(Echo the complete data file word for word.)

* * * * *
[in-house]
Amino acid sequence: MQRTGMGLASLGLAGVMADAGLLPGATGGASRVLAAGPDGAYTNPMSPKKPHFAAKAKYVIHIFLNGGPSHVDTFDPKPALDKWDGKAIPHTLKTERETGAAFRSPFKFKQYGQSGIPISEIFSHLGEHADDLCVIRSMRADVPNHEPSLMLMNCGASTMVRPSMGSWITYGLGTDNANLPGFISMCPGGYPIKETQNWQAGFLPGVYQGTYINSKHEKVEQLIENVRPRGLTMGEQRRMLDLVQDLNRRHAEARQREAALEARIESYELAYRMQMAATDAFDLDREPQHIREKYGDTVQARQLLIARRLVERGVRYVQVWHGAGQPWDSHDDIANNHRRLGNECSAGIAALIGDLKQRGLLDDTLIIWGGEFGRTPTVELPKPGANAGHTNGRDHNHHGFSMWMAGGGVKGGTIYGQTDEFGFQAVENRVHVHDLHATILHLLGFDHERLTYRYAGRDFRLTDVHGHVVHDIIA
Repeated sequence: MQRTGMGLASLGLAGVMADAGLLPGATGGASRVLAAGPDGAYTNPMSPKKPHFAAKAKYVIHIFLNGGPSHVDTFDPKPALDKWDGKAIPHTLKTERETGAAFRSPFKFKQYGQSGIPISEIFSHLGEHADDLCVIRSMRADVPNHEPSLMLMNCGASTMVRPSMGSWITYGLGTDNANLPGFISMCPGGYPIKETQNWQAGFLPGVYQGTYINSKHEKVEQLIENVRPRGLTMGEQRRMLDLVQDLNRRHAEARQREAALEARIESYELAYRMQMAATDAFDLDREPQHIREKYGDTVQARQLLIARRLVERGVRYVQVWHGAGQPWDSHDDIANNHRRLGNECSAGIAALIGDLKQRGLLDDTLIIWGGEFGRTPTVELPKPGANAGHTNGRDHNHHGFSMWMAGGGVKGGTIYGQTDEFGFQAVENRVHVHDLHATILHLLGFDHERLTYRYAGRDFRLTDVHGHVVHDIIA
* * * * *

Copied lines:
[in-house]
Amino acid sequence: MQRTGMGLASLGLAGVMADAGLLPGATGGASRVLAAGPDGAYTNPMSPKKPHFAAKAKYVIHIFLNGGPSHVDTFDPKPALDKWDGKAIPHTLKTERETGAAFRSPFKFKQYGQSGIPISEIFSHLGEHADDLCVIRSMRADVPNHEPSLMLMNCGASTMVRPSMGSWITYGLGTDNANLPGFISMCPGGYPIKETQNWQAGFLPGVYQGTYINSKHEKVEQLIENVRPRGLTMGEQRRMLDLVQDLNRRHAEARQREAALEARIESYELAYRMQMAATDAFDLDREPQHIREKYGDTVQARQLLIARRLVERGVRYVQVWHGAGQPWDSHDDIANNHRRLGNECSAGIAALIGDLKQRGLLDDTLIIWGGEFGRTPTVELPKPGANAGHTNGRDHNHHGFSMWMAGGGVKGGTIYGQTDEFGFQAVENRVHVHDLHATILHLLGFDHERLTYRYAGRDFRLTDVHGHVVHDIIA
Repeated sequence: MQRTGMGLASLGLAGVMADAGLLPGATGGASRVLAAGPDGAYTNPMSPKKPHFAAKAKYVIHIFLNGGPSHVDTFDPKPALDKWDGKAIPHTLKTERETGAAFRSPFKFKQYGQSGIPISEIFSHLGEHADDLCVIRSMRADVPNHEPSLMLMNCGASTMVRPSMGSWITYGLGTDNANLPGFISMCPGGYPIKETQNWQAGFLPGVYQGTYINSKHEKVEQLIENVRPRGLTMGEQRRMLDLVQDLNRRHAEARQREAALEARIESYELAYRMQMAATDAFDLDREPQHIREKYGDTVQARQLLIARRLVERGVRYVQVWHGAGQPWDSHDDIANNHRRLGNECSAGIAALIGDLKQRGLLDDTLIIWGGEFGRTPTVELPKPGANAGHTNGRDHNHHGFSMWMAGGGVKGGTIYGQTDEFGFQAVENRVHVHDLHATILHLLGFDHERLTYRYAGRDFRLTDVHGHVVHDIIA